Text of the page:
Giles unsnapped the sheath and drew the knife. He made a show of examining the blade before Xander, inspecting the sharp edge. He knew it was in good condition without needing the show, however. It was a lifetime’s habit to keep this knife properly. Was this the only thing that had survived the loss of his family home? Perhaps. It was certainly the only reminder he had left of his father. Giles’s chest felt strange as he realized this.

He held the blade where Xander could see it easily.

“This is my bowie knife. I’ve had it since I was fifteen, when my father gave it to me in honor of my first vampire kill. I carry it with me always, which is why I still have it when I’ve lost everything else.”

“I’m sorry,” Xander said again, but Giles shook his head. He didn’t want Xander talking.

“I killed a man with it once. I won’t tell you the story now, but I will tell you that he deserved to die. And I did it rather than make the girl who was the Slayer at the time take life.”

Xander swallowed and nodded. It had been a long time since Giles had thought about that deed, about that Slayer. Not his Slayer, but he’d seen her fight. Had whittled stakes for her.

“It’s let my blood as well. And Ethan’s, in bed just like you and I are now. It’s so sharp you won’t feel it cut you. Not at first.” Giles held the blade just over Xander’s face. “Kiss it.”

Xander lifted his head gracefully and kissed the blade. His eyes were open and fixed on Giles’s. Giles stroked down Xander’s chest with the flat of the blade, blunt edge leading.

“Trust,” he said, in a cool voice. “It goes both ways in this encounter. You think you want to prove to me how much you trust me. I already know you do. You’re aroused, after all. What you don’t realize is how much you demand of me. The burden of your trust is on me now. Not to let my hand slip, or my attention waver. Your life is in the palm of my hand now. At the tip of my blade.”

Stroking over Xander’s stomach now, gliding the blade over tender flesh. Xander’s stomach contracted as the knife traveled over it. The throat was an obvious vulnerability, but a blade into the gut would be agonizing for days before death came. Giles wondered if Xander knew that. Down, down, to his straining erection, oh so carefully over it, while Xander groaned in fear or desire or both. Then up again, to safer places, to Xander’s chest again. Around and around.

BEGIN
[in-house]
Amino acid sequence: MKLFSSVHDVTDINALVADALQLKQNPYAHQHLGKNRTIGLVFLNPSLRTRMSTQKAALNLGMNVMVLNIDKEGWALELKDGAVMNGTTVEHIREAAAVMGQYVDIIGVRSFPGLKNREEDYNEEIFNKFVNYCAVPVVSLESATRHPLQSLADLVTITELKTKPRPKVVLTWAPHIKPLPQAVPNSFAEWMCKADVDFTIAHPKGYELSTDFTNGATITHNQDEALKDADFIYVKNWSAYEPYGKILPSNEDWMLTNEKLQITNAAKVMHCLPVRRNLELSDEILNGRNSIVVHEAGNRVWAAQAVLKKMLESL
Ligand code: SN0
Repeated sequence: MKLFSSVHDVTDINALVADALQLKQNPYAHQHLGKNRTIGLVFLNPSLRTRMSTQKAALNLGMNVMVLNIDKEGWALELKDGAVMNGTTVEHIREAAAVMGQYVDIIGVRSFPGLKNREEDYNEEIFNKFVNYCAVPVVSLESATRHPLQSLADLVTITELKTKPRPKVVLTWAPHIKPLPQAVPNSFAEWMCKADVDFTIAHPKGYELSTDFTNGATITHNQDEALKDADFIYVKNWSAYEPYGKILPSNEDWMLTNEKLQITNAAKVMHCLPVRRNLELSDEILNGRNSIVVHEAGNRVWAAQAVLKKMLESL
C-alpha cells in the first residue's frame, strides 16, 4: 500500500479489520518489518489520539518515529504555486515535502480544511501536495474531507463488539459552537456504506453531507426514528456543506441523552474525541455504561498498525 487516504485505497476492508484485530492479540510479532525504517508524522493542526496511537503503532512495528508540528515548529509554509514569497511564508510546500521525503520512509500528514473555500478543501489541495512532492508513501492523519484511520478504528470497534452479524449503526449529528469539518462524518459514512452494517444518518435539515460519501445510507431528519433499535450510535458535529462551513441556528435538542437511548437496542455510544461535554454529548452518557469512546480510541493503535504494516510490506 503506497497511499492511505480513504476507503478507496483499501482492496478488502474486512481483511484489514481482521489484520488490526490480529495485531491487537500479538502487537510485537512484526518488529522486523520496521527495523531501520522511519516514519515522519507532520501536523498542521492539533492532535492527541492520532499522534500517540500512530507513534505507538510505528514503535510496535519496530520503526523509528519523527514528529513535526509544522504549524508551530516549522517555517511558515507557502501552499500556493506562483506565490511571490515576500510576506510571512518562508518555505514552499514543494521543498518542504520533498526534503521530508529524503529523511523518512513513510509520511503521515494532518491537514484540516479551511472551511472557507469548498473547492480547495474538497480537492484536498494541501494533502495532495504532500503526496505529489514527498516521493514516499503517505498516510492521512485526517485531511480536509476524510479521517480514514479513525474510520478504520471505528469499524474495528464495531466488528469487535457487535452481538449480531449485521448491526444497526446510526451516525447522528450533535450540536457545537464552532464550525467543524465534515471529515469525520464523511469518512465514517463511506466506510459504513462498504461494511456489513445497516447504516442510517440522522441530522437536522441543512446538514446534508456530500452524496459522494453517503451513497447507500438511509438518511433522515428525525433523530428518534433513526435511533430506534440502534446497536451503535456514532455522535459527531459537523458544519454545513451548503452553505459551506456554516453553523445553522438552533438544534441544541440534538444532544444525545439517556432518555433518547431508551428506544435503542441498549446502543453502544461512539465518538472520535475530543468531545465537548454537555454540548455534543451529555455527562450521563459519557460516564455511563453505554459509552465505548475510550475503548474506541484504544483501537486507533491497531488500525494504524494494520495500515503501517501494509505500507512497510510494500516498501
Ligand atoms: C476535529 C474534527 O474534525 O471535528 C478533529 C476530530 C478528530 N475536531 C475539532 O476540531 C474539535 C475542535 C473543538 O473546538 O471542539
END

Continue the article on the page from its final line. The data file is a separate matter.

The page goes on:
Xander was not a hairy man. He didn’t need to shave every day. His chest hair was scanty, just a dusting around his flat dark nipples. There was more on the stomach, a line leading the eye down to the dusting of hair above his sex.

“Look at this chest, this lovely lovely chest. It would look so much better bare.”

Giles shifted his grip so he had a thumb braced against the knife blade. He flicked it at the hair around a nipple, taking care and breathing out before each flick. The blade scraped, and hairs fell free. Xander’s nipples stood erect and his flesh was goose-bumped. His breathing slowed, and Giles synchronized his movements with it. Xander breathed out, and he breathed out with him. Flicked the knife, baring another patch of skin. Just a few minutes’ work to shave it all clean, demonstrating how very sharp this blade was.

“And now you’re ready.”

The knife was set aside for a moment. Rubbing alcohol, cold on his fingers, cold on Xander’s chest. He gasped and flinched as he hadn’t under the blade. Giles took up the knife again and set it to Xander’s throat once more. Xander swallowed.

“I’m not going to leave permanent marks.”

“Would be okay if you did,” Xander said.

“Next time,” Giles said. Xander’s cock twitched, and he choked off a groan. “Close your eyes.” And Xander did so.

Giles turned the knife in his hands and set the blunt edge against Xander’s breastbone. The blunt edge would feel sharp as it slid over skin. Giles knew that from experience. Lean into it, and it could break the skin. The tip would slide between ribs before Xander had time to open his eyes. Xander knew that, and let him do this anyway.

He stroked down and Xander sucked in a breath that he only let out when Giles lifted the knife. And again, following the track he’d left on the skin, pressing down a little harder this time. Again, Xander’s gasp and slow exhale.